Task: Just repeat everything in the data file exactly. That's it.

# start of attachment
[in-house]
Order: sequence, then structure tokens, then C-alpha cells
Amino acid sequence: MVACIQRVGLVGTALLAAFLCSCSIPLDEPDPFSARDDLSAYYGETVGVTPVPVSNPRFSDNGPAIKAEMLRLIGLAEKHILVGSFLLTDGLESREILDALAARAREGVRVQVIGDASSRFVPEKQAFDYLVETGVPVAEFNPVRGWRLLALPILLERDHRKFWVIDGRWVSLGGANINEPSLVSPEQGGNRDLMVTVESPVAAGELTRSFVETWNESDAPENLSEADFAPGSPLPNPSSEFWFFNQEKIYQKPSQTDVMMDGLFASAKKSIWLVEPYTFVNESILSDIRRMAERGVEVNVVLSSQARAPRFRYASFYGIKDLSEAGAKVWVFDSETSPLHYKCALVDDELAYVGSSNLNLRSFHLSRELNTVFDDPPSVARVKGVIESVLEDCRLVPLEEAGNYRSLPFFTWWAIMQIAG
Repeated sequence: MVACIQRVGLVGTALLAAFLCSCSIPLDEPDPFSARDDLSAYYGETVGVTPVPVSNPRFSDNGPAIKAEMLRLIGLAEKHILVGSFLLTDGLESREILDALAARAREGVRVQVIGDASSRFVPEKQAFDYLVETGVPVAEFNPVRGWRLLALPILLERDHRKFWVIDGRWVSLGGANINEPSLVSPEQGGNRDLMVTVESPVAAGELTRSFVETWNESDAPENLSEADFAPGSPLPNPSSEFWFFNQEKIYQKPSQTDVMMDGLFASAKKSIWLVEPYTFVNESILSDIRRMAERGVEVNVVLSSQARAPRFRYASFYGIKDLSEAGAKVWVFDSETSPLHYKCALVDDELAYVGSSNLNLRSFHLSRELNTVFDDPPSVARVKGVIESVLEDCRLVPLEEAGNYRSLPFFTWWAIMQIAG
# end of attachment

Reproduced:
[in-house]
Order: sequence, then structure tokens, then C-alpha cells
Amino acid sequence: MVACIQRVGLVGTALLAAFLCSCSIPLDEPDPFSARDDLSAYYGETVGVTPVPVSNPRFSDNGPAIKAEMLRLIGLAEKHILVGSFLLTDGLESREILDALAARAREGVRVQVIGDASSRFVPEKQAFDYLVETGVPVAEFNPVRGWRLLALPILLERDHRKFWVIDGRWVSLGGANINEPSLVSPEQGGNRDLMVTVESPVAAGELTRSFVETWNESDAPENLSEADFAPGSPLPNPSSEFWFFNQEKIYQKPSQTDVMMDGLFASAKKSIWLVEPYTFVNESILSDIRRMAERGVEVNVVLSSQARAPRFRYASFYGIKDLSEAGAKVWVFDSETSPLHYKCALVDDELAYVGSSNLNLRSFHLSRELNTVFDDPPSVARVKGVIESVLEDCRLVPLEEAGNYRSLPFFTWWAIMQIAG
Repeated sequence: MVACIQRVGLVGTALLAAFLCSCSIPLDEPDPFSARDDLSAYYGETVGVTPVPVSNPRFSDNGPAIKAEMLRLIGLAEKHILVGSFLLTDGLESREILDALAARAREGVRVQVIGDASSRFVPEKQAFDYLVETGVPVAEFNPVRGWRLLALPILLERDHRKFWVIDGRWVSLGGANINEPSLVSPEQGGNRDLMVTVESPVAAGELTRSFVETWNESDAPENLSEADFAPGSPLPNPSSEFWFFNQEKIYQKPSQTDVMMDGLFASAKKSIWLVEPYTFVNESILSDIRRMAERGVEVNVVLSSQARAPRFRYASFYGIKDLSEAGAKVWVFDSETSPLHYKCALVDDELAYVGSSNLNLRSFHLSRELNTVFDDPPSVARVKGVIESVLEDCRLVPLEEAGNYRSLPFFTWWAIMQIAG